In this section, we'll make the ball that we displayed in the last section move by pressing the D-Pad.

The GBA controls

The GBA has 10 buttons we can read the state of, and this is the only way a player can directly control the game. They are the 4 directions on the D-Pad, A, B, Start, Select, and the L and R triggers.

Reading the button state

There are two ways to capture the button state in agb, interrupts and polling. In most games, you will want to use polling, so that is what we will use now. Interrupts will be covered in a later chapter.

To add button control to our game, we will need a ButtonController. Add this near the top of your main function:

fn main() {
let mut input = agb::input::ButtonController::new();

The button controller is not part of the Gba struct because it only allows for reading and not writing so does not need to be controlled by the borrow checker.

Replace the inner loop with the following:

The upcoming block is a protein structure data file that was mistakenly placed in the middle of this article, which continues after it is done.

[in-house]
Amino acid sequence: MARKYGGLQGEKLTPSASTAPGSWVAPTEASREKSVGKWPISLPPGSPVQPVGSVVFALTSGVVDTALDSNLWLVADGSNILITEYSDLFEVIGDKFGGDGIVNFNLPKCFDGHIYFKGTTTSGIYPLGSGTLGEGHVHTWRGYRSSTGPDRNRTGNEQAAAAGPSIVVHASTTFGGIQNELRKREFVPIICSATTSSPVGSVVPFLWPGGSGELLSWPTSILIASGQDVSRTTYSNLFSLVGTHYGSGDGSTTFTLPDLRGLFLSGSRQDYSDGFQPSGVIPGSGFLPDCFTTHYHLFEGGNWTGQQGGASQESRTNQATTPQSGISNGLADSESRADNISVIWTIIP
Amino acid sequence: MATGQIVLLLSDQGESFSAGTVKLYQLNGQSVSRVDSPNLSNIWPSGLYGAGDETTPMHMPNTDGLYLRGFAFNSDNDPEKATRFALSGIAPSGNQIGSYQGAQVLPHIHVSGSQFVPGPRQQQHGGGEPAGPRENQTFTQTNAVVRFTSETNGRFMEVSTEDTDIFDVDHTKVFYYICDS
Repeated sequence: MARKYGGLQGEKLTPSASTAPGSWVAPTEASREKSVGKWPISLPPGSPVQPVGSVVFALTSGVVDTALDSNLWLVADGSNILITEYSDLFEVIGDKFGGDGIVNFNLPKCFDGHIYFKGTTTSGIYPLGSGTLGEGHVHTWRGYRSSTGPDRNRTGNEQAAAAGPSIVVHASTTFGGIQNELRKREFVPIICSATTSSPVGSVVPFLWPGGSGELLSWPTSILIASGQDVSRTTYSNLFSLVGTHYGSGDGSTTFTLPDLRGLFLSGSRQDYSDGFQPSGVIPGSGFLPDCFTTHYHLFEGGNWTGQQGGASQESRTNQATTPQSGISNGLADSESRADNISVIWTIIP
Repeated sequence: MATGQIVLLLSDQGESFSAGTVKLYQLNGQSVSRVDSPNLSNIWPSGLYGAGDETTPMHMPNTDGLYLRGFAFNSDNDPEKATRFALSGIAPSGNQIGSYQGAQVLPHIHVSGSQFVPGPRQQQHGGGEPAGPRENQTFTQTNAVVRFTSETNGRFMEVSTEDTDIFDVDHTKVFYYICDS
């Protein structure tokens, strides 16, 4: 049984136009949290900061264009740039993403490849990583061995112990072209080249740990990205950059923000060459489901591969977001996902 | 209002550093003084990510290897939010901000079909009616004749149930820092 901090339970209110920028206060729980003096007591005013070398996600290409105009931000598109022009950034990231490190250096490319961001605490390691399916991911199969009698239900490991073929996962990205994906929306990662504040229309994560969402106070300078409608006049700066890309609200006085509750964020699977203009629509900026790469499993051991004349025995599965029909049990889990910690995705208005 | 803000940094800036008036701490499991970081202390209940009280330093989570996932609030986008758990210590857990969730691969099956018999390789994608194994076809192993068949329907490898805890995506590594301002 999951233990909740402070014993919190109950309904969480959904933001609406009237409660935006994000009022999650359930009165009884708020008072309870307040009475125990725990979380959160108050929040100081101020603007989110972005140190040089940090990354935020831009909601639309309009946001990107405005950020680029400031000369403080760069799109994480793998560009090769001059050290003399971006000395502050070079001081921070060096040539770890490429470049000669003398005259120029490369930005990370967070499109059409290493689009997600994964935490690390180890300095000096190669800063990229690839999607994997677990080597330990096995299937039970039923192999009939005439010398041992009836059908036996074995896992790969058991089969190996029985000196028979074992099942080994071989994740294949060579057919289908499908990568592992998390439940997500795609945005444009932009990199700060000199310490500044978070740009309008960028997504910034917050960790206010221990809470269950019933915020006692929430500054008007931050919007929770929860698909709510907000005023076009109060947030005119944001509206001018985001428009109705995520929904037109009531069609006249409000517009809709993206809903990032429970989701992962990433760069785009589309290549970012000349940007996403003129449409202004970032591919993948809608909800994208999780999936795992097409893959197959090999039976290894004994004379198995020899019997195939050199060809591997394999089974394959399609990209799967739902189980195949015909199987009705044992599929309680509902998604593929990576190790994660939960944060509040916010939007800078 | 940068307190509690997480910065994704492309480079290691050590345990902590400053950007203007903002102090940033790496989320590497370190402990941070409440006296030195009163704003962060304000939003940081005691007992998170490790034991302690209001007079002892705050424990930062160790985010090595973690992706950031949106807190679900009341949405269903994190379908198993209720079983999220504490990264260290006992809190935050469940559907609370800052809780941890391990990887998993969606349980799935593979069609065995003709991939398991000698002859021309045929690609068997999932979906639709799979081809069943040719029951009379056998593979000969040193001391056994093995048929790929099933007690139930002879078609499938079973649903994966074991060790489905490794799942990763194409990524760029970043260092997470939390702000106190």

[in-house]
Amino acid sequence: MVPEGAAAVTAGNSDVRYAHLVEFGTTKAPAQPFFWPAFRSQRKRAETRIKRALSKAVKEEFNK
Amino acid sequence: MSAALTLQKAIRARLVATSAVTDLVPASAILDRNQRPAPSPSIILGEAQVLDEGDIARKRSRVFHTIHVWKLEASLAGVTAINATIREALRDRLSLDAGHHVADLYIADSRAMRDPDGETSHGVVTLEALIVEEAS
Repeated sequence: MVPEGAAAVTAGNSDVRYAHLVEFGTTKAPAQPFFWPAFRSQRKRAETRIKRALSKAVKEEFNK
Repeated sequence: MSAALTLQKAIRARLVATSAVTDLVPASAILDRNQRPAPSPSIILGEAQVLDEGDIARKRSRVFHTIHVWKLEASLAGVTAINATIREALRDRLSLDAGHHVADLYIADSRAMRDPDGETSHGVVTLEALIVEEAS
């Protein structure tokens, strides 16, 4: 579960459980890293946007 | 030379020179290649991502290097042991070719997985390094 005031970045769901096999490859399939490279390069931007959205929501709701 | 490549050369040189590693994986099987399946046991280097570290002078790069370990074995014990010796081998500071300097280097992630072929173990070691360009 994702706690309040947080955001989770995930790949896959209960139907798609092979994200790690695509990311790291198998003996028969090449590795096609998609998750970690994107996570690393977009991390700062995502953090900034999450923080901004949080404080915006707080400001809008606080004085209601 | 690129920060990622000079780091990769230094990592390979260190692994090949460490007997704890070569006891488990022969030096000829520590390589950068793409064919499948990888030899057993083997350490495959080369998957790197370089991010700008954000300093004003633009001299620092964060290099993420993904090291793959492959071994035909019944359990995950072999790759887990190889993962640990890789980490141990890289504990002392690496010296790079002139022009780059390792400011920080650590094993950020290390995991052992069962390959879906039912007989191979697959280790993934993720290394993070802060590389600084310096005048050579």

fn main() {
let mut ball_x = 50;
let mut ball_y = 50;

// now we initialise the x and y velocities to 0 rather than 1
let mut x_velocity = 0;
let mut y_velocity = 0;

loop {
    ball_x = (ball_x + x_velocity).clamp(0, agb::display::WIDTH - 16);
    ball_y = (ball_y + y_velocity).clamp(0, agb::display::HEIGHT - 16);

    // x_tri and y_tri describe with -1, 0 and 1 which way the d-pad
    // buttons are being pressed
    x_velocity = input.x_tri() as i32;
    y_velocity = input.y_tri() as i32;
    ball.set_x(ball_x as u16).set_y(ball_y as u16);


    // We must call input.update() every frame otherwise it won't update based
    // on the actual button press state.

Here we use the x_tri() and y_tri() methods. They return instances of the Tri enum which describes which buttons are being pressed, and are very helpful in situations like these where you want to move something in a cardinal direction based on which buttons are pressed.

Detecting individual button presses

If you want to detect if any button is pressed, you can use the is_pressed method on ButtonController. For example, we can do the following:

fn main() {
use agb::input::Button;

if input.is_pressed(Button::A) {
    // the A button is pressed

ButtonController also provides the is_just_pressed method. This will return true for 1 frame, the one where the player actually pressed the button. From that point on, it'll return false again until the player presses it again.

What we did

We added very basic button control to our bouncing ball example. In the next step, we'll cover meta-sprites and actually add a bat to our game of pong.


Make it so the ball moves twice as fast if you're pressing the A button while moving it around.